Saturday, December 27

Mature Hazeltine a tough test
By David Kraft


CHASKA, Minn. -- When the world's best golfers first saw then 8-year-old Hazeltine National at the 1970 U.S. Open, they hated it.

Three Holes To Watch
No. 3: The longest hole in PGA Championship history (636 yards) won't be a two-shot hole for anyone -- and the birdie most pros assume when they stand on the tee on a par 5 isn't assured. If the winds blows, it will be nasty.

No. 8: The shortest par-3 on the course at 178 yards, but also one of the most difficult. The green is small, with water guarding the right side. And it usually plays into a variable wind that makes club selection difficult.

No. 16: The signature hole at Hazeltine National. Only 402 yards, but there's water on both sides of the fairway, off the tee and a narrow, angled green the juts out into Lake Hazeltine. Some say the hole doesn't fit with the other 17 -- it's more Florida than Minnesota. But regardless of geography, it will be pivotal.

"What does it lack?" Dave Hill asked himself after a second round where 40 percent of the field couldn't break 80.

"Eighty acres of corn and a few cows," he answered. And Hill finished second to Tony Jacklin that year.

Twenty-one years later, thanks to plenty of reworking by architect Robert Trent Jones and his son Rees, a major championship returned for the 1991 U.S. Open, when Payne Stewart won in a playoff over Scott Simpson.

Hill, who returned for the event, noted the course's maturity. Stewart, who died tragically in a plane crash in 1999, had no complaints after his win.

And now, 11 years after that Open, the club that opened 40 years ago with the expressed intent of hosting major championships is in the crosshairs again. It's invested $2 million in new bunkers and irrigation. It has new tees on five holes. It's 211 yards longer than it was in 1991, and features the longest par 5 in PGA Championship history -- the 636-yard third.

How will it play?

"It's fair, but not like a Bethpage," said Stewart Cink, referring to the site of the 2002 U.S. Open. "There will be some guys under par."

"There doesn't seem to be a lot of tricks and hidden shots," Scott Verplank said.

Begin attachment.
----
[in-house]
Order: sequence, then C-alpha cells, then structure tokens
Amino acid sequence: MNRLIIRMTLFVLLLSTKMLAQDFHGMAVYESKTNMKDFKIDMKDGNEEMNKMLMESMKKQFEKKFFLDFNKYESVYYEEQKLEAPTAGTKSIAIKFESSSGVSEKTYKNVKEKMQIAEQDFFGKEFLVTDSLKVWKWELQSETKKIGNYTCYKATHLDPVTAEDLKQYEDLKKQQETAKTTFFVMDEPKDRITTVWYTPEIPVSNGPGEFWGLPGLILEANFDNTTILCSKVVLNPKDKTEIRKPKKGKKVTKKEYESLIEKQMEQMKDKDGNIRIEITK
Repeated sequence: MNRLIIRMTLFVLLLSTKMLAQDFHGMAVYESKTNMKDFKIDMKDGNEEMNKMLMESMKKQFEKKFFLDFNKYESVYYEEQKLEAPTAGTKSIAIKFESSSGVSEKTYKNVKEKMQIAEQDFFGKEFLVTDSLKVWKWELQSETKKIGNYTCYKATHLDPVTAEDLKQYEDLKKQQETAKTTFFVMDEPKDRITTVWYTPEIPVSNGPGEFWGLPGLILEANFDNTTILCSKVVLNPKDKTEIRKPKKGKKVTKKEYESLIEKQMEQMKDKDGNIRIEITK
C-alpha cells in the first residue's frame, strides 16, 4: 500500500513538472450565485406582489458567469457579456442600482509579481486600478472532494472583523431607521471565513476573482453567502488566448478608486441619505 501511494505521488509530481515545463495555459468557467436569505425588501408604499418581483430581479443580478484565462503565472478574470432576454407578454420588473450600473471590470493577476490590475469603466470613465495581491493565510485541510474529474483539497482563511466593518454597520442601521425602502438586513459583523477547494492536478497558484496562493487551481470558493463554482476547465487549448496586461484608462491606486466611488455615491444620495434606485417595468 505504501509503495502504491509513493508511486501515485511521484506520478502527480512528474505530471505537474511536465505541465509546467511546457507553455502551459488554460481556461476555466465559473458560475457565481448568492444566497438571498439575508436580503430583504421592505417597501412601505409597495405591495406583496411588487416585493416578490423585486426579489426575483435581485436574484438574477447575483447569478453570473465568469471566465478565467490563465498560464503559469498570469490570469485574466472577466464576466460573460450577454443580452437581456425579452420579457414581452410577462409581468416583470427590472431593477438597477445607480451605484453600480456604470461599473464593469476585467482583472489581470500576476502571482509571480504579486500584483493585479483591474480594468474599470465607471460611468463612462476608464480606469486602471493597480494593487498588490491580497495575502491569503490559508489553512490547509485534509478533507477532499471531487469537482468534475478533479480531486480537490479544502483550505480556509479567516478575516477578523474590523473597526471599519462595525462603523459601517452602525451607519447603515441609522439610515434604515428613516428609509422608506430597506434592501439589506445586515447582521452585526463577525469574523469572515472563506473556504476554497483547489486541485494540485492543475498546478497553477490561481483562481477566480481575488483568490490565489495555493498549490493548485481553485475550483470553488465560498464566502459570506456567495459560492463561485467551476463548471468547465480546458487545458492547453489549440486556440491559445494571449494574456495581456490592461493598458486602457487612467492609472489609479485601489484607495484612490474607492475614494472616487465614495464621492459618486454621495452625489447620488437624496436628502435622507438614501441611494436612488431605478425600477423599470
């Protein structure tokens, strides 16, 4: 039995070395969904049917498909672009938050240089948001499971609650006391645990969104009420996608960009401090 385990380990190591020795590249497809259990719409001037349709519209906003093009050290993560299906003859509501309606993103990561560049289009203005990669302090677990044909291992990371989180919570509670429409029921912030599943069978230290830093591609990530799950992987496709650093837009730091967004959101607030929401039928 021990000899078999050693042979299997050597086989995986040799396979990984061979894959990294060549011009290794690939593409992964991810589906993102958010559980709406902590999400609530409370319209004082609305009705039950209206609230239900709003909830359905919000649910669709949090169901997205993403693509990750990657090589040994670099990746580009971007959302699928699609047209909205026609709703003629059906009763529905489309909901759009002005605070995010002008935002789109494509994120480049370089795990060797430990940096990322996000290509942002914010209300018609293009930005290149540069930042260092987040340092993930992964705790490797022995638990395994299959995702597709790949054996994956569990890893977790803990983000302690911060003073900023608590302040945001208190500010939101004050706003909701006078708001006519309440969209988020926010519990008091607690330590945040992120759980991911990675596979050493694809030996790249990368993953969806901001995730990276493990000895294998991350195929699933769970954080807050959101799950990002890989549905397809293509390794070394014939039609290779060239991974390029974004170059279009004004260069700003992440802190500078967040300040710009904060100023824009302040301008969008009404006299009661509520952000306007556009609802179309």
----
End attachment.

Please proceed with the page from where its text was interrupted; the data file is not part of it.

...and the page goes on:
Hazeltine is most often linked with Medinah, which hosted the 1999 PGA. The courses are similar in layout and look, though Hazeltine is often beset by fierce winds that can whip through the Minnesota prairie.

Humble beginnings
After the 1970 U.S. Open, it looked like Hazeltine National Golf Club had as much chance of becoming a corn field again as it did of staging another major championship.

The club couldn't sell memberships, and what was to have been its proudest moment was defined instead by a memorable quotation from a journeyman pro who was asked what he thought of the young course.

''They ruined a good farm when they built this course,'' Dave Hill said.

Club members recoiled in horror at the assault on their treasure. Then they listened again and discovered something they might have suspected all along -- there were some big problems in the Minnesota countryside.

Now, as the PGA Championship begins Thursday amid its sloping greens and tree-lined fairways, Hazeltine is not only a major player in the major championships but is also being talked about in reverential tones reserved for only the greats.

Well, maybe not reverential. But certainly respectful.

Hazeltine's full circle journey from farm to U.S. Open course and nearly back again can now be told with some humor and the confidence of a course that is guaranteed two PGA Championships and a Ryder Cup over the next 14 years.

For a while, though, Hill's thoughts weren't that funny in these parts.

''The club was stung by the comments, it's fair to say,'' club historian Tom Brakke said. ''It eclipsed what was really a great Open.''